The constitutional rights of unauthorized immigrants face further threats beyond the powerful Border Patrol itself. Take perhaps the most egregious example: Sheriff Joe Arpaio of Maricopa County, Arizona. Radley Balko of the libertarian magazine Reason describes Arpaio with the following colorful language: "The publicity-loving self-proclaimed 'Toughest Sheriff in America' made himself famous with his desert tent prisons, chain gangs, reality TV show, and, most recently, with his almost certainly illegal crackdowns on undocumented immigrants. Arpaio is now the subject of a federal grand jury investigation." That's right; Arpaio's tactics for cracking down on immigrants are so legally dubious that the United States Department of Justice is engaging in an investigation of Arpaio and the police department he runs. This is the same Department of Justice which wrote a legal brief advocating that prosecutors have absolute immunity from lawsuits if they deliberately falsify evidence. Yet even they note constitutional problems with Joe Arpaio. Their investigation involves charges that Sheriff Arpaio engaged in racial profiling in violation of the 14th Amendment and that he blatantly violated the procedural rights of the accused in his anti-immigration crackdown. The Sheriff's lesser known comrade, Maricopa County Attorney Andrew Peyton Thomas, has engaged in quite a few legally dubious moves himself. One of the most relevant for immigration is that he has attempted to charge immigrants with human trafficking for smuggling themselves into the country. And though the ACLU, widely considered a left leaning organization, is among the leading critics of Maricopa County's tyrant wannabes, these bumbling authoritarians face a certain amount of ire from the libertarian right as well. Arizona's right leaning think tank the Goldwater Institute has quite a few choice words for Joe Arpaio and Andrew Peyton Thomas. For instance, after Thomas issued a subpoena to obtain the IP information of all who access the website of the Phoenix newspaper "New Times" (in retaliation for a critical article about Arpaio), Clint Bolick, a former Reagan Administration official and current constitutional expert at the Goldwater Institute, stated "That may have been the broadest subpoena ever issued in the history of the United States. It literally violated the rights of tens of thousands of people. Including me, I should add. I read the New Times online." Needless to say, Arpaio and Thomas defile the rights of both native citizens and immigrants in their jurisdiction, but one of their primary focuses has been cracking down on unauthorized immigration. Something tells me that learning English isn't your top priority when you're being harassed by tyrannical law enforcement agents.
Another key thing to consider is that unauthorized immigrants, already economically disadvantaged, are often put at a further economic disadvantage by government policies. Example: The health reform bill. At this point, almost nobody argues that health care for unauthorized immigrants should be subsidized by the taxpayers. However, the Senate bill takes this attitude even further. Under the Senate bill, unauthorized immigrants are not permitted to privately buy the cheaper insurance which would be afforded by the new health insurance exchange. Yet at the same time, it's possible that unauthorized or undocumented immigrants would not be exempted from the individual mandate (The House bill does not feature that exemption). So, in other words, they would be legally obligated to buy insurance, and it would automatically have a higher price and be harder to find than that available to US citizens. A full explanation of this was written in Reason Magazine here. I'm sure the extra financial burden will be quite conducive to educating oneself in the mechanics and subtleties of the English language. /sarcasm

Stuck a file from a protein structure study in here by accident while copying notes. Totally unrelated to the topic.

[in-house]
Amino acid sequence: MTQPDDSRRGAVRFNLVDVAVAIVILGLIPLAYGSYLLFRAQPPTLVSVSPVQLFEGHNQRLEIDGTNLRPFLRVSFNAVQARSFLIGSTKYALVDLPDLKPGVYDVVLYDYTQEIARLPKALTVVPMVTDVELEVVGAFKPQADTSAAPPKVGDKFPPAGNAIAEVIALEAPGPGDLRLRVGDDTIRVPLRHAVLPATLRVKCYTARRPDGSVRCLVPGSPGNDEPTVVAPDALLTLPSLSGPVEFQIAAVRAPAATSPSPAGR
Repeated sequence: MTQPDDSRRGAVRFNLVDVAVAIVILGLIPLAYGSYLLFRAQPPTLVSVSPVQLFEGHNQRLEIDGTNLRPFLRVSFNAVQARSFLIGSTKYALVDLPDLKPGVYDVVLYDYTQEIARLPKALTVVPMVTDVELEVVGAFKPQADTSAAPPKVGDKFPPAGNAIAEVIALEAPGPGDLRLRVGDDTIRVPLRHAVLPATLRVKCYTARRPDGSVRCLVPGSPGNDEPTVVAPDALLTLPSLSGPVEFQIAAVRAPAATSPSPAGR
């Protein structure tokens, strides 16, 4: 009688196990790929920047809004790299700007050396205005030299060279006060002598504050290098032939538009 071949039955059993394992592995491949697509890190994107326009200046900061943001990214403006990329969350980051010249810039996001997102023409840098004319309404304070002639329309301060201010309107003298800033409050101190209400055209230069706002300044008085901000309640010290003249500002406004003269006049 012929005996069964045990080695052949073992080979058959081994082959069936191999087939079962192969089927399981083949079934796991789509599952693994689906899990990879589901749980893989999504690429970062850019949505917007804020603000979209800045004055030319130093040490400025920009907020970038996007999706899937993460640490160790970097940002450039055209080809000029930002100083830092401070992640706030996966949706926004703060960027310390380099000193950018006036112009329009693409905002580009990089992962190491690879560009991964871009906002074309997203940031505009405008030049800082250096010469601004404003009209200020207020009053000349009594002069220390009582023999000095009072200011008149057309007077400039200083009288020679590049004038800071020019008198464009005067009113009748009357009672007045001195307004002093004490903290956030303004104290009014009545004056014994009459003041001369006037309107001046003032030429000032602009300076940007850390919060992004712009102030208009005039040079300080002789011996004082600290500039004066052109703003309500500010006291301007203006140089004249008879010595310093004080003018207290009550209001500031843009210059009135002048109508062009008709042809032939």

So, all these burdens faced by unauthorized immigrants raise an interesting question: If there are so many disadvantages to illegal immigration, why don't the immigrants simply work through the legal immigration process? The answer is that our path to citizenship is now run by a bloated, inefficient, and downright labyrinthine bureaucracy, as illustrated in this flowchart from Reason Magazine. I challenge anyone who copied and pasted the status to which this post is a response to navigate that kind of tedious bureaucratic process while on a low income and learning a new language.
Now, the point of this note is not to say that there wouldn't be advantages to all or nearly all American residents knowing English. Doing so might well do wonders for ease and efficiency of commerce and communication, as well as for social cohesion. But learning a new language is also easier said than done. If the "learn to speak English" crowd really wants an America where we all speak English, they shouldn't be complaining about the immigrants. Instead, they should be complaining to their representatives, asking them to create a more streamlined, efficient, and immigrant friendly system in which immigrants would have the time to learn English. Hell, perhaps they should even push for publicly funded English classes, and create incentives by making success in those classes a key to a faster route to citizenship than is currently offered. But somehow I doubt many of them will do this. Because fundamentally I doubt their objections really are founded in the potential advantages of all Americans sharing a common language. Instead, I strongly suspect their concerns are grounded in fear, bigotry, racism, nationalism, nativism, and xenophobia. And I think I've documented quite well how destructive such tendencies are to our rights and our prosperity.
Quotation of the Day… - (Don Boudreaux) Tweet… is from pages 78-79 of Jerry Evensky’s article “The Wealth of Nations,” which is chapter 5 in Ryan Patrick Hanley, ed., Adam Smith: ...